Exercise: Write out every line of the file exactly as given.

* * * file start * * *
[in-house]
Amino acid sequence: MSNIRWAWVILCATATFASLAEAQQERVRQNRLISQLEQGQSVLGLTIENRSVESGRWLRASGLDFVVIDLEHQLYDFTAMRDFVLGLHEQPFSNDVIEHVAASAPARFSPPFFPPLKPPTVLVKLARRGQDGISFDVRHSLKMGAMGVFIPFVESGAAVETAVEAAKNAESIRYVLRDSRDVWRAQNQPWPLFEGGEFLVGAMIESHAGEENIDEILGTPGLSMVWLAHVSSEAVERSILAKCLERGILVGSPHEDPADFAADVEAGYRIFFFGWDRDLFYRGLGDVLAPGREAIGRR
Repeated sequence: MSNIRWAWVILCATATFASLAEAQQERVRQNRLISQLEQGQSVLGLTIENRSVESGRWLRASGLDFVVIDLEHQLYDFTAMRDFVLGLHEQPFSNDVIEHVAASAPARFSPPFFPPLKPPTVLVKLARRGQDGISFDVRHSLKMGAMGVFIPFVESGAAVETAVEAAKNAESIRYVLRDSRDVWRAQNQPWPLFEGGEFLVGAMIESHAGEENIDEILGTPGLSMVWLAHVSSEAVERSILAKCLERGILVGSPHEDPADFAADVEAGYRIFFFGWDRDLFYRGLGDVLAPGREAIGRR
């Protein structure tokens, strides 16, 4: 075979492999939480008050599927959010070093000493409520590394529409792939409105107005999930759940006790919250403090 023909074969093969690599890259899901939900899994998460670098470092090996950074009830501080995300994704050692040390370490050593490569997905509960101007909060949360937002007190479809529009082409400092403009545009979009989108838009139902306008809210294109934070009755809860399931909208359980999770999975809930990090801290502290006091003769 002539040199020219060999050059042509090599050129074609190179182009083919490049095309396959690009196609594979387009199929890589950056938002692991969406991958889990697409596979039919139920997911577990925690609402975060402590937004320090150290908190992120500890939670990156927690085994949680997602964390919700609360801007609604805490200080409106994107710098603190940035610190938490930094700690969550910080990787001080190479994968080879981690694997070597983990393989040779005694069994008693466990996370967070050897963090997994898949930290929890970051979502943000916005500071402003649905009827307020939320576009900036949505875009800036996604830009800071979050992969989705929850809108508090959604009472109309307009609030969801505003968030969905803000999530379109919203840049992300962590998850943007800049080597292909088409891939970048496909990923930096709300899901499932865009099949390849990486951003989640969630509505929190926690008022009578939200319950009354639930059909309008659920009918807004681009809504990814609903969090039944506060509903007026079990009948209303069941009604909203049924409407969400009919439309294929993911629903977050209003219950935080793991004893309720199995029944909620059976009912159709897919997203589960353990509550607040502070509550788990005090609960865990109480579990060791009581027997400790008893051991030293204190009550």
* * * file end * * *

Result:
[in-house]
Amino acid sequence: MSNIRWAWVILCATATFASLAEAQQERVRQNRLISQLEQGQSVLGLTIENRSVESGRWLRASGLDFVVIDLEHQLYDFTAMRDFVLGLHEQPFSNDVIEHVAASAPARFSPPFFPPLKPPTVLVKLARRGQDGISFDVRHSLKMGAMGVFIPFVESGAAVETAVEAAKNAESIRYVLRDSRDVWRAQNQPWPLFEGGEFLVGAMIESHAGEENIDEILGTPGLSMVWLAHVSSEAVERSILAKCLERGILVGSPHEDPADFAADVEAGYRIFFFGWDRDLFYRGLGDVLAPGREAIGRR
Repeated sequence: MSNIRWAWVILCATATFASLAEAQQERVRQNRLISQLEQGQSVLGLTIENRSVESGRWLRASGLDFVVIDLEHQLYDFTAMRDFVLGLHEQPFSNDVIEHVAASAPARFSPPFFPPLKPPTVLVKLARRGQDGISFDVRHSLKMGAMGVFIPFVESGAAVETAVEAAKNAESIRYVLRDSRDVWRAQNQPWPLFEGGEFLVGAMIESHAGEENIDEILGTPGLSMVWLAHVSSEAVERSILAKCLERGILVGSPHEDPADFAADVEAGYRIFFFGWDRDLFYRGLGDVLAPGREAIGRR
């Protein structure tokens, strides 16, 4: 075979492999939480008050599927959010070093000493409520590394529409792939409105107005999930759940006790919250403090 023909074969093969690599890259899901939900899994998460670098470092090996950074009830501080995300994704050692040390370490050593490569997905509960101007909060949360937002007190479809529009082409400092403009545009979009989108838009139902306008809210294109934070009755809860399931909208359980999770999975809930990090801290502290006091003769 002539040199020219060999050059042509090599050129074609190179182009083919490049095309396959690009196609594979387009199929890589950056938002692991969406991958889990697409596979039919139920997911577990925690609402975060402590937004320090150290908190992120500890939670990156927690085994949680997602964390919700609360801007609604805490200080409106994107710098603190940035610190938490930094700690969550910080990787001080190479994968080879981690694997070597983990393989040779005694069994008693466990996370967070050897963090997994898949930290929890970051979502943000916005500071402003649905009827307020939320576009900036949505875009800036996604830009800071979050992969989705929850809108508090959604009472109309307009609030969801505003968030969905803000999530379109919203840049992300962590998850943007800049080597292909088409891939970048496909990923930096709300899901499932865009099949390849990486951003989640969630509505929190926690008022009578939200319950009354639930059909309008659920009918807004681009809504990814609903969090039944506060509903007026079990009948209303069941009604909203049924409407969400009919439309294929993911629903977050209003219950935080793991004893309720199995029944909620059976009912159709897919997203589960353990509550607040502070509550788990005090609960865990109480579990060791009581027997400790008893051991030293204190009550």